He was weighed and I discovered that he was 900 grams, almost two pounds. This was almost twice the weight of some babies we have been able to save. A doctor was summoned. When she arrived the baby started moving his tiny arms and legs flailing. He started trying to gasp, but was unable to get air into his lungs.
His whole body shuddered with his efforts to breathe. We were joined by a neonatalist and I pleaded with both doctors saying, “The baby is viable — look at his size, look at his skin — he looks much older than 23 weeks.”
It was a horrible moment as each of us wrestled with our own ethical standards. I argued that we should make an attempt to resuscitate him, to get him breathing. The resident doctor told me, “This is an abortion. We have no right to interfere.”
The specialist, who had the responsibility for the decision, was wringing his hands and quietly saying, “This is so hard. Oh, God, it’s so hard when it’s this close.” In the end, I lost. We were not going to try to resuscitate this baby.
So, I did the only thing I could do. Dipping my index finger into sterile water and placing it on his head, I baptized the child. Then I wrapped him in blankets to keep him warm, and held him. These were the only measures I could take comfort the baby under the circumstances, no matter how much I wanted to do more.
I held this little boy, who was still gasping for breath, trying to stay alive on his own. As the tears flowed down my face, I pray to God that he would take this child into his care, and that he would forgive me for my own part in his death. After a while, he stopped gasping. His heart continued to be, but the beating became slower and weaker until it finally stopped. He was gone.
Ironically, all the while the nurse was holding the dying aborted child, doctors were struggling to save the life of another premature (but wanted) child in the very same room, less than 5 feet away. Sadly, this baby died as well – but she was given every possible medical treatment, while the aborted baby was completely ignored.
Another nurse, Joan S. Smith, told the following story:
It was a night I’ll never forget. It was 11 pm and my colleague Karen and I “scrubbed in” at the beginning of our shift in the Special Care Nursery of a large teaching hospital….Without warning, a harried nurse rushed into the doorway.
Her white uniform seemed out of place in the area of the hospital where only surgical scrubs are worn.
“Here, take this,” she said, thrusting into my hands a small silver specimen pan covered with a paper towel.
“What is it?” I asked, realizing by the look on her face that something was very wrong.
“It’s an abortion at 22 weeks gestation, delivered on our floor. But it’s alive,” she explained, then turned on her heel and was gone. I removed the paper towel to see the perfectly formed body of a baby boy curled up in the cold metal pan….Karen came over to help. “This happens every so often,” she explained sadly. She had trained at the hospital and worked there for over 15 years.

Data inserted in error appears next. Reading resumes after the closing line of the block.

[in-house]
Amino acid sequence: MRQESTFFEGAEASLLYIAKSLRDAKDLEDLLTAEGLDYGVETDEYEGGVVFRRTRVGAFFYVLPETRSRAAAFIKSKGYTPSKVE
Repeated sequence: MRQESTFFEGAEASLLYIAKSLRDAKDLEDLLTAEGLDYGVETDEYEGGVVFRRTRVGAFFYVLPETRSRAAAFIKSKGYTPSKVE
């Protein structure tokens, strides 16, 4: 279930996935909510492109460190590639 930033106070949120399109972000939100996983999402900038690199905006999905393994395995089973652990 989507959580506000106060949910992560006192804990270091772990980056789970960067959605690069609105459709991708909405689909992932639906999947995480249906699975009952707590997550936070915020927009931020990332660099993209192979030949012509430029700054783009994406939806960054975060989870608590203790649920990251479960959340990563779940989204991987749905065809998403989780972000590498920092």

[After a doctor Joan called simply told her to do nothing but fill in the time of death for the baby] Stoking his tiny arm, I tried to sort out my jumble of emotions. I felt powerless, angry, and overwhelmed by sadness.
How could our medical system be so full of ironies? Here I was surrounded by medical technology, which was of no avail to this tiny child. I wondered if the parents even were told that their son had been admitted to the hospital as a live birth with footprints taken, and identification number and band given, a physician notified of his birth- yet all of this merely an unpredicted complication of a routine abortion.
It took nearly four hours until that tiny heart slowed to a stop. With tears in my eyes, I wrapped his body for the morgue. This was all of a life this child would ever know. He would never know the warmth of a mother’s embrace. No one would ever celebrate his birth. He would never even be given a name.
It is not unheard of for a baby born at 22-23 weeks to survive with medical treatment. Little Amillia Taylor was born at just 21 weeks and six days and weighed less than 10 ounces. She survived and is a healthy toddler today. Amillia’s mother actually had to lie to get the doctors to treat her baby – they had a policy of not treating children born before 23 weeks.
Cases of late-term abortions blur the line between abortion and infanticide. Clearly, when a baby can survive on its own, even for short while, it becomes obvious that abortion is the killing of a human being.
In reality, life is a continuum from conception to natural death – although babies aborted at later stages of development are more fully developed, abortion is murder from the very beginning. But stories of babies born alive and then denied medical care are heart-wrenching and a terrible indictment of our society, which permits such atrocities.